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Keep your faith in business, executive tells students

By Rick Vacek
GCU News Bureau

The Colangelo College of Business teaches students to apply their Christian beliefs to the business world. At no point, however, is it ever suggested that everyone will adhere to that ideal.

Which is why it’s all the more important to inject business with the spirit of Conscious Capitalism.

Mark Snyder

Master’s degree business cohorts got a glimpse of the challenges to faith in the marketplace Thursday when, in another installment of the CCOB Dean’s Speaker Series, Mark Snyder talked about his career in the business of buying and selling hotels.

It was an opportunity for the President of Snyder Nationwide Real Estate to wear his faith on his sleeve, something that might not always be welcomed by other people when deals are being negotiated.

“I’m not just a Christian or a businessperson,” said Snyder, whose nephew, Karsten Kem, was President of the Havocs in 2017-18 before graduating and now works at Grand Canyon University. “I’m a Christian businessperson.”

Afterward, he said “almost never” meets another businessperson who feels the same way. But that doesn’t deter him from sticking with his principles – or talking about it openly.

“It comes up when I feel led to do it,” he said afterward. “I speak differently than probably other people do when I’m talking to people. If I sense that someone needs something, I’ll ask them. When you need to really dig down deep because you’re going through something, where do you get your hope from? That starts conversations.”

Snyder has Proverbs 3:5-6 on display in one of his hotels, Embassy Suites in Scottsdale:

Trust in the Lord with all your heart and lean not on your own understanding; in all your ways submit to him, and he will make your paths straight.

“Every one of my hotels is bathed in prayer,” he said.

He added that he refuses to succumb to the temptation of lying to get a more lucrative deal. For example, he noted, how many people negotiating to buy a car say they have a better deal elsewhere when no such deal exists?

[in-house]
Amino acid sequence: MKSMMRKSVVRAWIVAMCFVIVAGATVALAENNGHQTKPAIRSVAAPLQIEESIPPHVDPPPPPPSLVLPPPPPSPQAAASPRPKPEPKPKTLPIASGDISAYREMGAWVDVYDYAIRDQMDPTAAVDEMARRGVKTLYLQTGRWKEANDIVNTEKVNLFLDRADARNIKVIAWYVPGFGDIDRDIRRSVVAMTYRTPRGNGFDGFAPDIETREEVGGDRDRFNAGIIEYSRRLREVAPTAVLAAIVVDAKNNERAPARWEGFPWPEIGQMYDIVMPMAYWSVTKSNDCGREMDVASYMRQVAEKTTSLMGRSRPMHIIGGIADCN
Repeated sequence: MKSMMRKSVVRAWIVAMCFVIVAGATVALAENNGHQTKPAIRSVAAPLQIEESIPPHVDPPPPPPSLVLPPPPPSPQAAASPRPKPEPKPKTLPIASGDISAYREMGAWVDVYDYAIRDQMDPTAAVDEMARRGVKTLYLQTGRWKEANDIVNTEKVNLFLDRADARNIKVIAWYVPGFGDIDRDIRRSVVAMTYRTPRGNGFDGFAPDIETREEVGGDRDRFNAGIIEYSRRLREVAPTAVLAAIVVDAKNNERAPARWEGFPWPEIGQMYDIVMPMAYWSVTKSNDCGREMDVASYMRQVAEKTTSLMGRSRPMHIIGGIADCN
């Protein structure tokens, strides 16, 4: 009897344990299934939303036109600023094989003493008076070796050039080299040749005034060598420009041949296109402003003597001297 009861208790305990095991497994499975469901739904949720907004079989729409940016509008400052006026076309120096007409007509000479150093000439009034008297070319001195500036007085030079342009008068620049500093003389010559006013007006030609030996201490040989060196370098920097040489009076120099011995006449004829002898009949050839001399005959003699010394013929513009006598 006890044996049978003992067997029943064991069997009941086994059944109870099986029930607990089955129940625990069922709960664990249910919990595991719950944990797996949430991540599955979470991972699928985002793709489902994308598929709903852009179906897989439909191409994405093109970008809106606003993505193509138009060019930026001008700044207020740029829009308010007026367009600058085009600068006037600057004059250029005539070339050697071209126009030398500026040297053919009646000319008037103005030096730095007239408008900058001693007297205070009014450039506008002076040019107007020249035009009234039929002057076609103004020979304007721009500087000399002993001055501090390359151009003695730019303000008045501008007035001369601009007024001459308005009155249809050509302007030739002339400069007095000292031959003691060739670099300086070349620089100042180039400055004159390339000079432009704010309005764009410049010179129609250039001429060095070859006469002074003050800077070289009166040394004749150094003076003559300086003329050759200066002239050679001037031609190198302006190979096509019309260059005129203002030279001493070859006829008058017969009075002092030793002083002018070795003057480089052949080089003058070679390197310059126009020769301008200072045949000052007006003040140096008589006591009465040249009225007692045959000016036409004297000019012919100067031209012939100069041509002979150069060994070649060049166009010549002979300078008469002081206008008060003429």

“I find that the more times I do what’s right in my personal life or professional life,” he said, “God honors that. He delivers.”

Snyder, an active member of Scottsdale Bible Church, said he gets a lot of his spiritual reinforcement for business from Dr. Brent Garrison, a “CEO coach” for The CEO Forum in Colorado Springs, Colo. Garrison was on hand Thursday to introduce Snyder.

Snyder emphasized that being a Christian in business doesn’t mean letting someone take advantage of you. He sometimes has come across Christian businesspeople who are actually more difficult to deal with because they make bad decisions based on their faith.

“You’re in control of all the deals you will do or won’t do, and I’m not going to agree to something or be bamboozled into something,” he said. “When I do my deals, I know how much I need to pay and I know what I can do to get there. If there’s fraud or nondisclosure, the deal’s off.”

But he still recommends keeping Acts 5:29 (Peter and the other apostles replied: “We must obey God rather than human beings!”) foremost in your mind as you conduct business.

“I’m going to do what’s right every time,” he said. “I pursue God daily. God’s the kingmaker, not your talents.”

CCOB Dean Dr. Randy Gibb was on hand for Snyder’s talk and said, “Many leaders talk about business as ministry, Mark shared how he lives it out every day. It was great for both our graduate students and a group of Hospitality Management students to hear how he leads his company in a competitive commercial real estate hotel industry and keeps his faith at the forefront.”

Contact Rick Vacek at (602) 639-8203 or rick.vacek@gcu.edu.

 

 

 

 

 

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